Please note: As of January 20, 2017, information in some news releases may be out of date or not reflect current policies.
MSHA News Release: [09/27/2012]
Contact Name: Jesse Lawder or Amy Louviere
Phone Number: (202) 693-4659 or x9423
Release Number: 12-1964-NAT
US Labor Department announces settlement in Crandall Canyon Mine collapse
Murray Energy Corp. subsidiaries agree to pay $1.15 million, accept 4 contributory and 3 flagrant violations, and settle other cases
ARLINGTON, Va. The U.S. Department of Labor has reached a settlement with the operators of the Crandall Canyon Mine and other Murray Energy Corp. subsidiaries, resolving litigation and violations cited after the mine's 2007 collapse, which killed eight miners and an MSHA inspector. Six victims were killed in the initial collapse on Aug. 6, 2007, and were never recovered. The other three victims were killed Aug. 16 while attempting to rescue the six missing miners. The settlement resolves the department's civil case with the operators, Murray Energy Corp. subsidiaries Genwal Resources Inc. and Andalex Resources Inc. The case was stayed between December 2008 and March 2012 pending completion of a criminal investigation by the U.S. Department of Justice.
"In this settlement, Genwal Resources and Andalex Resources have acknowledged responsibility for the failures that led to the tragedy at Crandall Canyon," said Solicitor of Labor M. Patricia Smith. "These failures resulted in the needless deaths of nine members of the mining community."
The accident investigation conducted by MSHA revealed that a grossly deficient mine design led to pillar failures. Consequently, the agency issued 20 enforcement violations to the mine's operators and assessed penalties totaling $1,639,351.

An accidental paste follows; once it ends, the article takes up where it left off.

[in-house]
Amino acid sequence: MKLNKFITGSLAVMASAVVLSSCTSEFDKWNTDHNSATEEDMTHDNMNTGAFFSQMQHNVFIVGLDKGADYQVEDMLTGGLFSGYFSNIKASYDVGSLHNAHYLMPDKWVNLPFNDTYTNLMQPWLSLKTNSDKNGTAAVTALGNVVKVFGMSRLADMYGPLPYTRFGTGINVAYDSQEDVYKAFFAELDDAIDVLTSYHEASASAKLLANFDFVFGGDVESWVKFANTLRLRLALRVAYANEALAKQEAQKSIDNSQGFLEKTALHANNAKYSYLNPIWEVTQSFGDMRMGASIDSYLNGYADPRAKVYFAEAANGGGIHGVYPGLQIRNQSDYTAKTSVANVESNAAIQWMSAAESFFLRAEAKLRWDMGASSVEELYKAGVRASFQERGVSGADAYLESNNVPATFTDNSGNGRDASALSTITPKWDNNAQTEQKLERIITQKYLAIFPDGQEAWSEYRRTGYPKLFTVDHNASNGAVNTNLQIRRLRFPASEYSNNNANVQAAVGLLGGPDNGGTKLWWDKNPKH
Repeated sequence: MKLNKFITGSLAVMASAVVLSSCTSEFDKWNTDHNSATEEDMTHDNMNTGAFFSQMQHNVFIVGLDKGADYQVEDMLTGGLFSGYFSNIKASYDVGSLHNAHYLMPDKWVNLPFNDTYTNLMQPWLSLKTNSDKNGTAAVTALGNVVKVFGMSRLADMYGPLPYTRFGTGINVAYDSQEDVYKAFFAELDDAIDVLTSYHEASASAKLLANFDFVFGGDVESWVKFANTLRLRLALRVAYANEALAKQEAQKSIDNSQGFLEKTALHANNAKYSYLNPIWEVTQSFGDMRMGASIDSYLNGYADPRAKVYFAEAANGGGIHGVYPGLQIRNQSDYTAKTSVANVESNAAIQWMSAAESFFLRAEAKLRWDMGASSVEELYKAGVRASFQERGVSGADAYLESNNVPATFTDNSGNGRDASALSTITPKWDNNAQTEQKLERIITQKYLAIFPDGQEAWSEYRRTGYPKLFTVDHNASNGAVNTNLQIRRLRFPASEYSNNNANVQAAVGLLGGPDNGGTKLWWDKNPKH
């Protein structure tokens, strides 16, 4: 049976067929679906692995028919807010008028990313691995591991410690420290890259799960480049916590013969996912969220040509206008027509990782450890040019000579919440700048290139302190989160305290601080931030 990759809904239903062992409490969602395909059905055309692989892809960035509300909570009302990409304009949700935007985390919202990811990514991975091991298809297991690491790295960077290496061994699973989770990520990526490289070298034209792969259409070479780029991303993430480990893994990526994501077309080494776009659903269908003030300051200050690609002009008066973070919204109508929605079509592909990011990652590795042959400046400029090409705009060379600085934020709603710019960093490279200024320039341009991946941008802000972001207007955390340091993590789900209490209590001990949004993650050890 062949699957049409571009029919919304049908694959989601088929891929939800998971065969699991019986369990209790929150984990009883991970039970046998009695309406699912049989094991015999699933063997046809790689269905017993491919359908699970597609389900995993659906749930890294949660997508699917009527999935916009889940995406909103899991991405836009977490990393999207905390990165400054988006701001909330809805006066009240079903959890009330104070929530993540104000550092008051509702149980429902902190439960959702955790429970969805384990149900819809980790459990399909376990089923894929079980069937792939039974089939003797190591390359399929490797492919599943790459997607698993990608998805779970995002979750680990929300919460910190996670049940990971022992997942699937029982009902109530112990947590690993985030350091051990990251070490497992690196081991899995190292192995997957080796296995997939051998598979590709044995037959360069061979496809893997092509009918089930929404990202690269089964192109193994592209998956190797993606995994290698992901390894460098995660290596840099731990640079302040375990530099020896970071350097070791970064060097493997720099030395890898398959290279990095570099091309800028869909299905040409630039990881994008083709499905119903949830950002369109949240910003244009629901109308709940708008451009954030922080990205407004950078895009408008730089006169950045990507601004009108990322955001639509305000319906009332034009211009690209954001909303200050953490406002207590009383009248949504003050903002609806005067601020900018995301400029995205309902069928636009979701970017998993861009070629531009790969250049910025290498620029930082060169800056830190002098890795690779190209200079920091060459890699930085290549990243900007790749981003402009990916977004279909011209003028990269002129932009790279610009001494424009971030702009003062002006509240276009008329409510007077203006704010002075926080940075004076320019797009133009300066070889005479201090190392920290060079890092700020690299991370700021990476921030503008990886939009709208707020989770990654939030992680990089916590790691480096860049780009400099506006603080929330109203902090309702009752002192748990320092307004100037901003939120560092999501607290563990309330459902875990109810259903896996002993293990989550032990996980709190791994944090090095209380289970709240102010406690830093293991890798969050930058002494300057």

Under the settlement, the operators accepted four of the citations and orders as "contributory," meaning that the company's violations contributed to the cause or effect of the accident. Those violations include the improper mine design as well as the operators' repeated failure to revise the design, despite knowledge that it was inadequate to protect miners from bursting coal pillars.
The operators also agreed to classifying violations of three safety standards as "flagrant," the most serious type of violation under the Federal Mine Safety and Health Act of 1977 that can carry the highest penalty assessment. Two of the flagrant violations are directly related to criminal charges brought by the U.S. attorney's office in Salt Lake City. Genwal Resources pleaded guilty to the two charges in March 2012. The third flagrant violation involves the operators' failure to improve the mine's design following an Aug. 3, 2007, coal burst, which occurred three days before the first fatal accident.
"The violations contained in this settlement support MSHA's investigation findings that the mine operators allowed conditions at Crandall Canyon to deteriorate and ignored the warning signs," said Joseph A. Main, assistant secretary of labor for mine safety and health. "This was a tragedy that should never have happened. Miners deserve to return home after a shift in the same condition they left. MSHA will continue to fight for that right on behalf of our nation's miners."
According to the settlement, Genwal Resources and Andalex Resources have agreed to pay in total $949,351 in civil penalties for the Crandall Canyon violations, following some modifications to the enforcement actions. Three of the enforcement actions carrying a total of $340,000 in penalties have been vacated. In addition, the Murray Energy subsidiaries have agreed to pay $200,649 to settle other violations committed at other mines in Utah, with no modifications made to those citations or orders. The settlement has been filed with Federal Mine Safety and Health Review Commission Administrative Law Judge Richard Manning for his consideration.